|Date of Birth||August 12, 1886|
|Place of Birth||Glasgow, Lanarkshire|
|Next of Kin||Mrs A McInnes, mother, 308 Barassay St., Glasgow, Scotland|
|Trade / Calling||Accountant/Stenographer|
|Service Record||Link to Service Record|
|Force||Canadian Expeditionary Force|
|Enlisted / Conscripted||Enlisted|
|Date of Enlistment||October 22, 1914|
|Age at Enlistment||28|
|Theatre of Service||Europe|
|Prisoner of War||No|
|Date of Death||December 30, 1917|
|Age at Death||31|
|Buried At||Bois Guillaume Communal Cemetery Extension, France|
|Plot||. B . 1 B .|
Peter McInnes was born on 12 August 1886 in Glasgow, Lanarkshire, Scotland. Both from Glasgow, his parents James and Ann (née Morrison) McInnes had married on 27 February 1874. For a while after their marriage the couple had lived in nearby Kirkintilloch, Dunbartonshire as their son John was born there in 1877. Back in Glasgow by 1879, their next child James was born. For the 1891 Scotland census the family was found living on Bardowie Street in Glasgow: James age 45, Ann age 43, John age 13, James age 11, Angus age 9, Peter age 4, and Isabella, age 2 months. James’ occupation was given as iron moulder work. By the 1901 Scotland census the family was living at 16 Balmore Street in Glasgow, household members including parents James and Ann, and children John, James, Peter, and Isabella. Angus was not listed with the family. James’ continued to work as an iron moulder, John was working as a grocer salesman, James Jr as a cartwright, and Peter as ‘clerk cooperatue store’.
Peter was next found on a Canadian passenger list for the Athenia, arriving in St John, New Brunswick on 14 March 1911, destination as Winnipeg. Brother James had already arrived in 1910. Peter’s occupation given for the country from which he came was clerk and his intended occupation once in Canada was stenographer. Peter’s brother John arrived in Winnipeg in 1912 as did James’ fiancé, Margaret McHowat. The couple married on 21 June 1912 in Winnipeg.
By the time he enlisted on 22 October 1914 Peter was in the Kenora/Keewatin, Ontario area working as an accountant stenographer. Blue-eyed and fair haired, he was 28 years of age. With the 27th Battalion, Peter left Kenora for training in Winnipeg on 1 November 1914.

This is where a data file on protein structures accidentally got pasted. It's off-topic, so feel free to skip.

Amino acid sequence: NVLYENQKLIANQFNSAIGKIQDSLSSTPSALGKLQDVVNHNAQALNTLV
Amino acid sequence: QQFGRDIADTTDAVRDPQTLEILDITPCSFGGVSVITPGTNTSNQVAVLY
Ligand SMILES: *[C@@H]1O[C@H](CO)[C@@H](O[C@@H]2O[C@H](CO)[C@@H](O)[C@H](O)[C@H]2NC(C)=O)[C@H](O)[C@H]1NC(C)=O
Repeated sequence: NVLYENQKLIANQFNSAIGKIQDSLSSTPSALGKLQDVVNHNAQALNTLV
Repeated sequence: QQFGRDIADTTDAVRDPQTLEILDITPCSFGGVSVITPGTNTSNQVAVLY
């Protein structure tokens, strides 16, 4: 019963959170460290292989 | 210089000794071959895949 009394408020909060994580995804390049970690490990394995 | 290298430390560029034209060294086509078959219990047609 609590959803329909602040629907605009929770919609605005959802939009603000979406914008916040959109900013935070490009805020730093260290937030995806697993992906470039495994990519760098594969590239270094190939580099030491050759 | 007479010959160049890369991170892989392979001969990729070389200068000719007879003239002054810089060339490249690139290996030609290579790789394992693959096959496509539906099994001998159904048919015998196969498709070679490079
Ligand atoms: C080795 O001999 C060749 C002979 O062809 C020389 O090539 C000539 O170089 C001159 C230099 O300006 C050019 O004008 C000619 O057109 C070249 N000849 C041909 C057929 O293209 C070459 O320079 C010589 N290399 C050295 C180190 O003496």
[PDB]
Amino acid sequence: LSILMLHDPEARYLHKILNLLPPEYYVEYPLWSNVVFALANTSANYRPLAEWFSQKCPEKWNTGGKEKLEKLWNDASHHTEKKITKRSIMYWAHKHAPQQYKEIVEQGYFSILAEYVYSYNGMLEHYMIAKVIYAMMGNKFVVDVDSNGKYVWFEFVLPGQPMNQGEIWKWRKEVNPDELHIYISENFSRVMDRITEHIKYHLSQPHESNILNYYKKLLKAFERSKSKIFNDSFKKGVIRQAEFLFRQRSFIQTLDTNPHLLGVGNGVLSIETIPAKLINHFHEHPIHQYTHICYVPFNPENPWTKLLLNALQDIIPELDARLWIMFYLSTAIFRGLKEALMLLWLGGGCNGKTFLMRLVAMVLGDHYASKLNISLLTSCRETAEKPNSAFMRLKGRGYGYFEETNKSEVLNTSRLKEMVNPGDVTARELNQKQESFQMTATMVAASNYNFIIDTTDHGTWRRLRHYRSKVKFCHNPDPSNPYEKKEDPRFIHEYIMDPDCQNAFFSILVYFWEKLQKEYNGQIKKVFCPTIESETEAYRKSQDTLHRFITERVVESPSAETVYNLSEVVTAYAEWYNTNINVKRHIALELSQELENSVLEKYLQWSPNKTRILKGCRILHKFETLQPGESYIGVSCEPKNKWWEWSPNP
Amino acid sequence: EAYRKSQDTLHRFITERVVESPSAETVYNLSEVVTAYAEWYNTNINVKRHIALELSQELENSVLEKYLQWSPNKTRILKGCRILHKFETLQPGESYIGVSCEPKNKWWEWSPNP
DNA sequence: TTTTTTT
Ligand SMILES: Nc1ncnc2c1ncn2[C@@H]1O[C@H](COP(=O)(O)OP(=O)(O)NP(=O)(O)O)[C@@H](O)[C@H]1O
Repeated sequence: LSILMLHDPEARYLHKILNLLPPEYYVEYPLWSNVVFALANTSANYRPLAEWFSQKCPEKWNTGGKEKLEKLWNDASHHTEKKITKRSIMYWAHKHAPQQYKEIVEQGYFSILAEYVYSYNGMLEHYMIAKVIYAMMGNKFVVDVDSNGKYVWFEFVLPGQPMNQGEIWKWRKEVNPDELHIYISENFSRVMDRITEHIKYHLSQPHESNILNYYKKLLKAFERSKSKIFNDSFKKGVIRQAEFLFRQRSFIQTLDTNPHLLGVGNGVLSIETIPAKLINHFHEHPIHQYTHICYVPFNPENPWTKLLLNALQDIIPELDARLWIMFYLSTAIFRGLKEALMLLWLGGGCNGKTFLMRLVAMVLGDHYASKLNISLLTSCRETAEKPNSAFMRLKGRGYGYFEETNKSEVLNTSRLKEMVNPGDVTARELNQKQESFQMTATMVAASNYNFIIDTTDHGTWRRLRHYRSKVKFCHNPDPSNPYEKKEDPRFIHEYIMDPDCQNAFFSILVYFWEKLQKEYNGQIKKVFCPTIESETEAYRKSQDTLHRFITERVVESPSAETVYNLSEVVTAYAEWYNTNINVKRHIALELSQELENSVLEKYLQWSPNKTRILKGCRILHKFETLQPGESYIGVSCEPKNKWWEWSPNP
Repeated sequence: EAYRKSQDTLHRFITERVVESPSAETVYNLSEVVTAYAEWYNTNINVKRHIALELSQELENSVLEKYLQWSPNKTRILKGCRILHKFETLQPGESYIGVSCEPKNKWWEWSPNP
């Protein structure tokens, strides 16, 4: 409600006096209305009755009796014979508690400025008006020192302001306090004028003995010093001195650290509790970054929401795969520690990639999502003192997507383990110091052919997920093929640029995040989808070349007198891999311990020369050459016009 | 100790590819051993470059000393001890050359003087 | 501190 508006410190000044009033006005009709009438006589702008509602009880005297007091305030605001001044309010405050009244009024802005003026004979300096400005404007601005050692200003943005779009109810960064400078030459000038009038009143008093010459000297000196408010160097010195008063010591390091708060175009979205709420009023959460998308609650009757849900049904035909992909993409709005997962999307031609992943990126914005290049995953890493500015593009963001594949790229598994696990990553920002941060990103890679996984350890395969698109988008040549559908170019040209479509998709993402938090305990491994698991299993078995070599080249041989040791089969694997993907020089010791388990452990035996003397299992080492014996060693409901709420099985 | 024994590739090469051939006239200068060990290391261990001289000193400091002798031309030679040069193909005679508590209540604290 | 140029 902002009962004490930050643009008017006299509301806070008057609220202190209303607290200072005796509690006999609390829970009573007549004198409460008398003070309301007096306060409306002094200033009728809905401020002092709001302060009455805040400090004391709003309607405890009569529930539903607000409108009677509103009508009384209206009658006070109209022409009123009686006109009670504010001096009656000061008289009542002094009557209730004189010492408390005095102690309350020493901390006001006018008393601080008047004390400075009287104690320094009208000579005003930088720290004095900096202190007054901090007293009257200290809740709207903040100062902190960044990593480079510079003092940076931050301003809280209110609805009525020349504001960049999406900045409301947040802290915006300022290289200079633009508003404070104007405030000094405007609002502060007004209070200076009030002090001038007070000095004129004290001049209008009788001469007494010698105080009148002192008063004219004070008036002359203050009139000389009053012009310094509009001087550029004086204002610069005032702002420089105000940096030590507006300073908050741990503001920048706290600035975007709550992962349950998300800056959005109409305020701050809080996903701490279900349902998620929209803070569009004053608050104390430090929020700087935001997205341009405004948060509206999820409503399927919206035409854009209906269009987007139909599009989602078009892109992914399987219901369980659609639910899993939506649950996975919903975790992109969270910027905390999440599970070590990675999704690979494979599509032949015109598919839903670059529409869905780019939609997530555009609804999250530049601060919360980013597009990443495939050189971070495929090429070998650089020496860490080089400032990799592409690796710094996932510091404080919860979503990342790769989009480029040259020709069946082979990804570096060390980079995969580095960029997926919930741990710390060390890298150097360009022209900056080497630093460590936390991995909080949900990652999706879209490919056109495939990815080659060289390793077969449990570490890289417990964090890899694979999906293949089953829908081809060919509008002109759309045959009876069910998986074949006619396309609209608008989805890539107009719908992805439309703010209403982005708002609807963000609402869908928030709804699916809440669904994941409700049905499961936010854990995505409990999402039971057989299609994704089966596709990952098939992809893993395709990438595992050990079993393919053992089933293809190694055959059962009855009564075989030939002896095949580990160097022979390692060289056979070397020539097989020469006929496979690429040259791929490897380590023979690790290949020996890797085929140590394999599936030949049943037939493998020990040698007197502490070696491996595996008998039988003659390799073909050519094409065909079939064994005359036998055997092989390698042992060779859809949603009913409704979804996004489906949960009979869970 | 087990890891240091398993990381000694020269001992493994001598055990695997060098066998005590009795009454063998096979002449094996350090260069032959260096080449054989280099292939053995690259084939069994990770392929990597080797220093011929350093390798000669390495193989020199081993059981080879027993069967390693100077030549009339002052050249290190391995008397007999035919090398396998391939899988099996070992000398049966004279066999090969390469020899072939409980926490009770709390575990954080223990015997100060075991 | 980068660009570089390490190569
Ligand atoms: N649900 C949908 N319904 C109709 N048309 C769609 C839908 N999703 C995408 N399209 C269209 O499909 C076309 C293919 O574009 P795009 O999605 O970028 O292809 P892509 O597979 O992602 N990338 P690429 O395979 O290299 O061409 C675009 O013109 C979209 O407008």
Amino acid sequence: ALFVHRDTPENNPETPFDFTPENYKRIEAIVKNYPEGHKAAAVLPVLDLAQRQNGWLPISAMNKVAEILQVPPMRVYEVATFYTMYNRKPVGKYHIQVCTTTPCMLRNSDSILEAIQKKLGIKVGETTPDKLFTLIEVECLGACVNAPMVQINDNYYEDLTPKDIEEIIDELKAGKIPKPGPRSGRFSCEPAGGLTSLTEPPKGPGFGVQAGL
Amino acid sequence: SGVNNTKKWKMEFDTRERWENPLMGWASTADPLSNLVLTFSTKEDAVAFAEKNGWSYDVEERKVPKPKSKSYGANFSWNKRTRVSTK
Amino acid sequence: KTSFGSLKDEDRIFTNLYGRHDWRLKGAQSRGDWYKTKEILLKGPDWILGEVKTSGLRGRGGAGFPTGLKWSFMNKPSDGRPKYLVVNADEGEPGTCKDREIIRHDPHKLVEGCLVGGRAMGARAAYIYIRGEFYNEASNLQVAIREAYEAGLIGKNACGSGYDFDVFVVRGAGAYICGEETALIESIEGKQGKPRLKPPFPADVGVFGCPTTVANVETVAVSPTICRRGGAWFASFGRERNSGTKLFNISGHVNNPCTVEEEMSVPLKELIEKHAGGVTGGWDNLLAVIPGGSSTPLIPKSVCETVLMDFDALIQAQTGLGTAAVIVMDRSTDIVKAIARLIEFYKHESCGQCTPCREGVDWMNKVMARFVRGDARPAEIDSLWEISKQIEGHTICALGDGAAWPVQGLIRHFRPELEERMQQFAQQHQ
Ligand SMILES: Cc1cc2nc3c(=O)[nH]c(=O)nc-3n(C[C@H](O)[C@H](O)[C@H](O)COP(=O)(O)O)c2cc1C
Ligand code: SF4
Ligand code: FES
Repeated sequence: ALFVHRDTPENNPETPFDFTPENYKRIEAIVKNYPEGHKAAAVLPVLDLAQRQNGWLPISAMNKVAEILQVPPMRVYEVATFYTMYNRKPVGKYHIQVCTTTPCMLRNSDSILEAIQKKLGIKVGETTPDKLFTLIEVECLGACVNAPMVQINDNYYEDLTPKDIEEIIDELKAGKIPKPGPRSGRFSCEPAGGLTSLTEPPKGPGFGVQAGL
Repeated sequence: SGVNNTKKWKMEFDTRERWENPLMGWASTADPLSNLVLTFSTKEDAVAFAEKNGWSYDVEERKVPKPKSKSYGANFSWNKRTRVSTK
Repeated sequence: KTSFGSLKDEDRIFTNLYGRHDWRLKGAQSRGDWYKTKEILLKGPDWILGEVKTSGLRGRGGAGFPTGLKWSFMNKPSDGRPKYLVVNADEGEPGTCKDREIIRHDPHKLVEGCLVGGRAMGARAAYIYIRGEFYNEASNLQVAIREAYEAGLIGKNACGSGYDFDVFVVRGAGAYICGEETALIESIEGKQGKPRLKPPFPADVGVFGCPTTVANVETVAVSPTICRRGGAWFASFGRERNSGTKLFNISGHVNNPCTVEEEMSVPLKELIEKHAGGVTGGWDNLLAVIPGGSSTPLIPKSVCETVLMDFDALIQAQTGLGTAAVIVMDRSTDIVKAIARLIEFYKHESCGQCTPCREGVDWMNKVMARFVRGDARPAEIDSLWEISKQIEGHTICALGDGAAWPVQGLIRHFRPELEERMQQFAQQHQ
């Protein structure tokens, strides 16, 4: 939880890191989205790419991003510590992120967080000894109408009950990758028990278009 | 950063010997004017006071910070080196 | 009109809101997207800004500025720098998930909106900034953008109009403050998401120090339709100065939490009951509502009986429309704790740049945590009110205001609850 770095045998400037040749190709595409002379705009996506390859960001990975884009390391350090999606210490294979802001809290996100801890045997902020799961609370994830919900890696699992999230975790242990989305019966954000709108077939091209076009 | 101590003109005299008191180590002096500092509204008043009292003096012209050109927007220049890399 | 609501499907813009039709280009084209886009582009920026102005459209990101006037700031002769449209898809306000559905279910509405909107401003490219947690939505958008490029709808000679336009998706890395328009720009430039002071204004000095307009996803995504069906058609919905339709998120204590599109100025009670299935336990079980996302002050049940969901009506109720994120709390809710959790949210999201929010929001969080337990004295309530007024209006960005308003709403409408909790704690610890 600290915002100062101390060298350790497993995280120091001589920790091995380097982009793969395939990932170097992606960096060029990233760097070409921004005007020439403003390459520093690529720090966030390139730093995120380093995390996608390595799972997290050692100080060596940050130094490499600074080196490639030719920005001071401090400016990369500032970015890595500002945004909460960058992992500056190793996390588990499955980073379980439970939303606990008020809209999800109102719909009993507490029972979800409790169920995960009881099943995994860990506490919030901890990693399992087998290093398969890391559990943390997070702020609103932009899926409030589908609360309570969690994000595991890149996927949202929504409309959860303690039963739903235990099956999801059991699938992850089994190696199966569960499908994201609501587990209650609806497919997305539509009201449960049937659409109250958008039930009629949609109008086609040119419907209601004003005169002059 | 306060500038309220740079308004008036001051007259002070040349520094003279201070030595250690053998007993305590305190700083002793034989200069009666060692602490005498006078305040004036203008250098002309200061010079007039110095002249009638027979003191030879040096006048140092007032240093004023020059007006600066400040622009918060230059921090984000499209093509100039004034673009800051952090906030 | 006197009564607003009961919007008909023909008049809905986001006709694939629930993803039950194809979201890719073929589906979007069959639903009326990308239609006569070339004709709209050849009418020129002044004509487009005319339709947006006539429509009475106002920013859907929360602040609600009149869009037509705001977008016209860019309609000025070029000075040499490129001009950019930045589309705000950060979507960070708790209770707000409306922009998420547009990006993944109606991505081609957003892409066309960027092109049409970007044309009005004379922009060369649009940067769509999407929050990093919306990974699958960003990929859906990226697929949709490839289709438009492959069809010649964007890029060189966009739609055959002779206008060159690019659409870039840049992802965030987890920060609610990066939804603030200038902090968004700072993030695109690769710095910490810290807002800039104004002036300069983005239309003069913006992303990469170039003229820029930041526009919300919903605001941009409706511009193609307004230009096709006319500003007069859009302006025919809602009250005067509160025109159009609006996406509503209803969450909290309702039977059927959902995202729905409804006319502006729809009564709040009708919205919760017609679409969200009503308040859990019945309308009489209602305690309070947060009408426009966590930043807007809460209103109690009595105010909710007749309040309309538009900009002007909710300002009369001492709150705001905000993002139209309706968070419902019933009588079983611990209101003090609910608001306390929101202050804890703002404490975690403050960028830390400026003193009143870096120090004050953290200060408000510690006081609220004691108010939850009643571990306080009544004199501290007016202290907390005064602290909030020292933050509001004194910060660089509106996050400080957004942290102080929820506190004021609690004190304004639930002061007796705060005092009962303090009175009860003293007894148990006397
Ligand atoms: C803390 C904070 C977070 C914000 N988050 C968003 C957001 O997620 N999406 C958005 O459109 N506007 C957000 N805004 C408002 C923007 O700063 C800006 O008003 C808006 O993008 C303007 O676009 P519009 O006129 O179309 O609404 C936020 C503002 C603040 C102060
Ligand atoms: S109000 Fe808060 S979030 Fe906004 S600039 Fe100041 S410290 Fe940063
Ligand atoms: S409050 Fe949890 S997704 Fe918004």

The 27th (City of Winnipeg) Battalion was the first independent battalion to be raised in Manitoba in the First World War, raised as part of a response to the demand for reinforcements early in 1915 as Canada struggled overseas. Another article in the paper dated 15 May 1915 told of the battalion passing through Kenora from Winnipeg on 12 May, heading east on the first leg of the journey overseas. On 17 May the 27th Battalion left Quebec aboard the Carpathian.
Once in England, Peter was confirmed as Corporal at Otterpool and then was appointed as Orderly Room Sergeant on 9 September 1915, embarking for France on the 17th. In late May he had been granted a seven day leave, and then a six day leave to England in mid June. In early October Peter was admitted to the No 8 General Hospital in Rouen for a synovitis knee, discharged on the 16th.
The first major offensive of the 27th Battalion was the battle of St Eloi, 5 kilometres from Ypres. Begun on 27 March 1916 by the British, the Canadians joined in on 4 Apr with the 27th Battalion taking over the front line, fully exposed to artillery fire. Casualties were high. One of the most notable battles of Somme the 27th Battalion participated in was the Battle of Courcelette, begun on the morning of 15 September 1916. This battle marked the first time in history that tanks were used in warfare although all 6 tanks were knocked out that day. Lasting until 22nd of September, the Canadian Corps lost about 7,200 soldiers.
Peter was granted a 14 day leave to England on 19 November 1917. On 16 December 1917 he was admitted to the No 8 General Hospital in Rouen as seriously ill, suffering from a bout of pneumonia. His condition was upgraded to dangerously ill on the 26th. Sergeant Peter McInnes died on 30 December 1917 of Lobar Pneumonia at No. 8 General Hospital, Rouen. He is interred in the Bois Guillaume Communal Cemetery Extension, Seine-et-Marne, France, Boisguillaume being a district about 5 kilometres north-east of Rouen on the main road to Neufchatel.
Peter’s brother James also served during the war, enlisting in Winnipeg on 12 May 1915 and returning to Canada on 28 June 1919. Occupation given as carpenter, he too had light hair and blue eyes. On the 1916 Canada census of Manitoba, Saskatchewan and Alberta, his wife Margaret and children Jane and Ann were living on Ross Street in Winnipeg, along with Peter’s sister Isabel who and immigrated in 1913. Over the years Isabel made a couple of trips back to Glasgow, each time returning to Winnipeg. Peter’s brother John remained in Winnipeg, working for Western Canada Flour Mills Company. As both of his parents were deceased, Peter’s medals and decorations, plaque and scroll were sent to him after the war. John too returned to Glasgow for a visit. He died on 29 September 1937 in Winnipeg.
Peter is commemorated on Page 283 of the First World War Book of Remembrance in Ottawa, on the Next of Kin Monument in Winnipeg, Manitoba, on the Keewatin Cenotaph located in Beatty Park in Keewatin, Ontario, on the Lake of the Woods Milling Company Roll of Honour plaque, the Municipality of Keewatin For King and Country plaque, on the Town of Keewatin Roll of Honour plaque, and on the memorial plaque at the Keewatin Lodge No. 417 AFAM.
by Judy Stockham
27th Battalion Base Company photograph: Second Contingent, No 10 Military District, published by Gordon Gibbons, Winnipeg 1915, digital image courtesy Jim Busby, Winnipeg
Grave marker photograph as found on the Canadian Virtual War Memorial